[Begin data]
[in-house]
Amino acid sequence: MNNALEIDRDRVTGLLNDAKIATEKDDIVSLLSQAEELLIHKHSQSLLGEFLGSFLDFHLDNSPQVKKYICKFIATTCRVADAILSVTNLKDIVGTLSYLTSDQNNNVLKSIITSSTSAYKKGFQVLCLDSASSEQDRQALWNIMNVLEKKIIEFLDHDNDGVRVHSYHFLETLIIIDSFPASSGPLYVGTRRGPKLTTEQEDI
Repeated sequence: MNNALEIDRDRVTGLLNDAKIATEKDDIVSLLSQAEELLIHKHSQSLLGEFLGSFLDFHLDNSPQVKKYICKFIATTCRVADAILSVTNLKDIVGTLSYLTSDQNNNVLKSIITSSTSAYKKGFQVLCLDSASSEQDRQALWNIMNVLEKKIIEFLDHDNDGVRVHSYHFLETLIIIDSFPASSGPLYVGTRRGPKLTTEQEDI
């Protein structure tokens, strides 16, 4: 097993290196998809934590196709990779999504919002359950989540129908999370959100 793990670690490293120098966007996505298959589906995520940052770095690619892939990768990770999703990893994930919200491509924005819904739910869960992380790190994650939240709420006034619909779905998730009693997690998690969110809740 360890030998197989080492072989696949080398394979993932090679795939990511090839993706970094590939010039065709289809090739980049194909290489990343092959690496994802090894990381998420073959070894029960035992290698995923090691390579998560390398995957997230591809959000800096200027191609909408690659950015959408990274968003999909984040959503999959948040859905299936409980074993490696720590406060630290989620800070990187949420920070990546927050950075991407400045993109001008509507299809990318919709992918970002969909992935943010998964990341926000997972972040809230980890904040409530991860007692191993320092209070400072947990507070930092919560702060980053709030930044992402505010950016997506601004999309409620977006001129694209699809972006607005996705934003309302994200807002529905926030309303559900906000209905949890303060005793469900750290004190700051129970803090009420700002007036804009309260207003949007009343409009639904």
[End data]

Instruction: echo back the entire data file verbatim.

[in-house]
Amino acid sequence: MNNALEIDRDRVTGLLNDAKIATEKDDIVSLLSQAEELLIHKHSQSLLGEFLGSFLDFHLDNSPQVKKYICKFIATTCRVADAILSVTNLKDIVGTLSYLTSDQNNNVLKSIITSSTSAYKKGFQVLCLDSASSEQDRQALWNIMNVLEKKIIEFLDHDNDGVRVHSYHFLETLIIIDSFPASSGPLYVGTRRGPKLTTEQEDI
Repeated sequence: MNNALEIDRDRVTGLLNDAKIATEKDDIVSLLSQAEELLIHKHSQSLLGEFLGSFLDFHLDNSPQVKKYICKFIATTCRVADAILSVTNLKDIVGTLSYLTSDQNNNVLKSIITSSTSAYKKGFQVLCLDSASSEQDRQALWNIMNVLEKKIIEFLDHDNDGVRVHSYHFLETLIIIDSFPASSGPLYVGTRRGPKLTTEQEDI
């Protein structure tokens, strides 16, 4: 097993290196998809934590196709990779999504919002359950989540129908999370959100 793990670690490293120098966007996505298959589906995520940052770095690619892939990768990770999703990893994930919200491509924005819904739910869960992380790190994650939240709420006034619909779905998730009693997690998690969110809740 360890030998197989080492072989696949080398394979993932090679795939990511090839993706970094590939010039065709289809090739980049194909290489990343092959690496994802090894990381998420073959070894029960035992290698995923090691390579998560390398995957997230591809959000800096200027191609909408690659950015959408990274968003999909984040959503999959948040859905299936409980074993490696720590406060630290989620800070990187949420920070990546927050950075991407400045993109001008509507299809990318919709992918970002969909992935943010998964990341926000997972972040809230980890904040409530991860007692191993320092209070400072947990507070930092919560702060980053709030930044992402505010950016997506601004999309409620977006001129694209699809972006607005996705934003309302994200807002529905926030309303559900906000209905949890303060005793469900750290004190700051129970803090009420700002007036804009309260207003949007009343409009639904």